Meanwhile, U.N. officials and aid workers struggled to protect and provide food, shelter and medical care to those who have fled the fighting, which has spread to seven of South Sudan's 10 states, according to the United Nations.

More than 63,000 people have crowded on to U.N. bases in South Sudan seeking shelter from the violence, requiring a massive influx of aid.

U.N. workers on Friday were able to resupply a U.N.-operated hospital in Malakal, U.N. Assistant Secretary-General Toby Lanzer said on Twitter.

The U.N. Humanitarian Air Service also began flying in aid workers and supplies, he said.

Read: Fears of civil war drive leaders to South Sudan to talk peace

Read: In South Sudan city, victims of violence reliving memories

CNN's Azadeh Ansari, Nana Karikari-apau, Moni Basu, Chelsea J. Carter in Atlanta, and journalist Kenneth Mijungu in Nairobi, Kenya, contributed to this report.

ADVERTISEMENT
Part of complete coverage on
July 30, 2014 -- Updated 1458 GMT (2258 HKT)
While aspects of the fighting in Gaza resemble earlier clashes, this time feels different, writes military analyst Rick Francona.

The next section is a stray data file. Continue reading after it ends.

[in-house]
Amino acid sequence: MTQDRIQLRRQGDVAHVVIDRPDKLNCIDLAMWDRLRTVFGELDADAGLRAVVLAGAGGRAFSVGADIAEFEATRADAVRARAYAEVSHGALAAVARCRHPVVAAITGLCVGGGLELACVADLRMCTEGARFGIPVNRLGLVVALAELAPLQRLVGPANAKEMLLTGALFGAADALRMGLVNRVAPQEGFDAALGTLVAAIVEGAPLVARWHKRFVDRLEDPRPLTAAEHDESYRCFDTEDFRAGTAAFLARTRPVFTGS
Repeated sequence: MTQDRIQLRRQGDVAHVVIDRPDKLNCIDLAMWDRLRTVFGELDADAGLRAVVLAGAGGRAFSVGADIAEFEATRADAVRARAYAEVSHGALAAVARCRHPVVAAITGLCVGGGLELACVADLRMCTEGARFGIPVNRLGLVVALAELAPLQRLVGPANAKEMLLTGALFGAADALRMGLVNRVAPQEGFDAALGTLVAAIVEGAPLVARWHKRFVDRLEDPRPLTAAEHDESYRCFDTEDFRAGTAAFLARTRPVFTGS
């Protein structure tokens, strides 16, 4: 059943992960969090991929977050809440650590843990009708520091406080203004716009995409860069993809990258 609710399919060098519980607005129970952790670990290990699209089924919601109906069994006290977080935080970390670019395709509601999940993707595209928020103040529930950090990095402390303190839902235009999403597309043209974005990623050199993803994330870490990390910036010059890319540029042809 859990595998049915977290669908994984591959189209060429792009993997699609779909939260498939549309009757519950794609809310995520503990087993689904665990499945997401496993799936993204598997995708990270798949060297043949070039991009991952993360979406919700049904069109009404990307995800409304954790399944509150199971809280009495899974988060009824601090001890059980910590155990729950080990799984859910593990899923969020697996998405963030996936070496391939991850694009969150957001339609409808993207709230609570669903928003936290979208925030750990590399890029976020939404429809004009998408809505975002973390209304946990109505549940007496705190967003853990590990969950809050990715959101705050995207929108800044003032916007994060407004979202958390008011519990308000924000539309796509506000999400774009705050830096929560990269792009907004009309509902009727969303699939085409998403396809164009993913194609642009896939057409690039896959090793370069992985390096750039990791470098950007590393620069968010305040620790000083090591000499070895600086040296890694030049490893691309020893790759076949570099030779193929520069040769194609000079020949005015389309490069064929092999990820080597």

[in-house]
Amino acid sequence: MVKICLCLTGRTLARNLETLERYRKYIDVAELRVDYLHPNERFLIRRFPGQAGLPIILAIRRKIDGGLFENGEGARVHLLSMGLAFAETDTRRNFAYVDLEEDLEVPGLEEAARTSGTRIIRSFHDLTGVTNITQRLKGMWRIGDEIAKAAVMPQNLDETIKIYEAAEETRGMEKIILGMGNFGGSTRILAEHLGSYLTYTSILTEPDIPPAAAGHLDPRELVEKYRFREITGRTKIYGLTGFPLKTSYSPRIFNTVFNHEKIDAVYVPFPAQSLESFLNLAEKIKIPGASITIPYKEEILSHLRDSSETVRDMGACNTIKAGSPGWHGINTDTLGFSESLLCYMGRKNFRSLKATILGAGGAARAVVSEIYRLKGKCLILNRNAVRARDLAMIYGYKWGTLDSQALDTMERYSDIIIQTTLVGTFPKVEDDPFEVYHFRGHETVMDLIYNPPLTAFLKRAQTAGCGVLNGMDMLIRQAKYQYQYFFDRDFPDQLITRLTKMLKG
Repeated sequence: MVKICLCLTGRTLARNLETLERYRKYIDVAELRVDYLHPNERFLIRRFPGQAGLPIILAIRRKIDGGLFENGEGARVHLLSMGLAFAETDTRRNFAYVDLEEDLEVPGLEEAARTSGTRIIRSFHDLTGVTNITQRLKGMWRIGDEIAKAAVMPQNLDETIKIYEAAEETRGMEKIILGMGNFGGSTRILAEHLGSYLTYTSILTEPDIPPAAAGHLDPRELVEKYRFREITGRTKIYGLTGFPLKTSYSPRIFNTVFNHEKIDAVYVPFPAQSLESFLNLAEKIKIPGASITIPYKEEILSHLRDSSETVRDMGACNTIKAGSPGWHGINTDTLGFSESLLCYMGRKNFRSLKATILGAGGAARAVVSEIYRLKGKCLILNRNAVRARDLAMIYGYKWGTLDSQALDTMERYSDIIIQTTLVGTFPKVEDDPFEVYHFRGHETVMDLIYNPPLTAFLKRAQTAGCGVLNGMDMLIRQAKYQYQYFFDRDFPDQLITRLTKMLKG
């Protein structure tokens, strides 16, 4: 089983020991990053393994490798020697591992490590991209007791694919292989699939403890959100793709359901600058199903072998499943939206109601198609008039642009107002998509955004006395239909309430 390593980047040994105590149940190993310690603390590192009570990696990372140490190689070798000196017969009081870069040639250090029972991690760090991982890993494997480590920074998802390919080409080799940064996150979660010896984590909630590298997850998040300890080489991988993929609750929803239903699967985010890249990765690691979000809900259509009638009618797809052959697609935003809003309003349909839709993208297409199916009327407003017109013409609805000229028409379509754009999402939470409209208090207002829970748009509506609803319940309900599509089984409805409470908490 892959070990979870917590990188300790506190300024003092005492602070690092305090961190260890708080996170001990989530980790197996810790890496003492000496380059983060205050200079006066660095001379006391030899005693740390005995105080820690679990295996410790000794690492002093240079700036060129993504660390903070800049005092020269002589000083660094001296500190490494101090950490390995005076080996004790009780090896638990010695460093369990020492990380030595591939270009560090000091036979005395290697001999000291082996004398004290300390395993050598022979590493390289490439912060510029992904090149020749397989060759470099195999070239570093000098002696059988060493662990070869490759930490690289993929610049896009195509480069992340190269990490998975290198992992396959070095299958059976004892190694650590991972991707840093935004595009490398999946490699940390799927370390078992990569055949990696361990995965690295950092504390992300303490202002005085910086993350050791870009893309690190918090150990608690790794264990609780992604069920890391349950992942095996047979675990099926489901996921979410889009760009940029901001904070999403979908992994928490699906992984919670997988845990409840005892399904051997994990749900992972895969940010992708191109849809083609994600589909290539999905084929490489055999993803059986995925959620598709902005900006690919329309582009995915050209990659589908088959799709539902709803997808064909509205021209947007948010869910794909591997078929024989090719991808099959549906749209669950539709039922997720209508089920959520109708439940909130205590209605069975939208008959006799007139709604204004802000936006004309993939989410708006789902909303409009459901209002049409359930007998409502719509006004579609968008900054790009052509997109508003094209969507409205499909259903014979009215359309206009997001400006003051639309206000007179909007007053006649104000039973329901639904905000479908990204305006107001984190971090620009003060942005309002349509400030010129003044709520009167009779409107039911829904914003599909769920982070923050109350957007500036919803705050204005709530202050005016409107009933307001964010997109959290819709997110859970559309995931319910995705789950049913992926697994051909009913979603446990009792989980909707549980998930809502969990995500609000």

July 30, 2014 -- Updated 1438 GMT (2238 HKT)
The death of an American from Ebola fuels fears of the further global spread of the virus.
July 30, 2014 -- Updated 1206 GMT (2006 HKT)
Nearly two weeks after MH17 was blown out of the sky, Dutch investigators have yet to lay eyes on the wreckage. How useful will it be now?
July 30, 2014 -- Updated 0056 GMT (0856 HKT)
The U.S. and EU are imposing new sanctions on Moscow -- but will they have any effect?
This looks like a ghost ship, but it's actually the site of a tense international standoff between the Philippines and China.
July 26, 2014 -- Updated 1555 GMT (2355 HKT)
The reported firing of artillery from Russian territory is a sign Vladimir Putin has escalated the Ukraine battle, says CNN's military analyst Rick Francona.
July 27, 2014 -- Updated 0846 GMT (1646 HKT)
The young boy stops, stares, throws ammunition casings at the reporter's feet without a word.
July 26, 2014 -- Updated 0048 GMT (0848 HKT)
Sure, Fido is a brown Lab. But inside, he may also be a little green.
July 28, 2014 -- Updated 1303 GMT (2103 HKT)
Photograph of an undisclosed location by Patrycja Makowska
Patrycja Makowska likes to give enigmatic names to the extraordinarily beautiful photographs she shoots of crumbling palaces.
July 23, 2014 -- Updated 0804 GMT (1604 HKT)
When the Costa Concordia and its salvage convoy finally depart Giglio, the residents will breathe a sigh of relief -- and shed a tear.
CNN joins the fight to end modern-day slavery by shining a spotlight on its horrors and highlighting success stories.
Browse through images from CNN teams around the world that you don't always see on news reports.
ADVERTISEMENT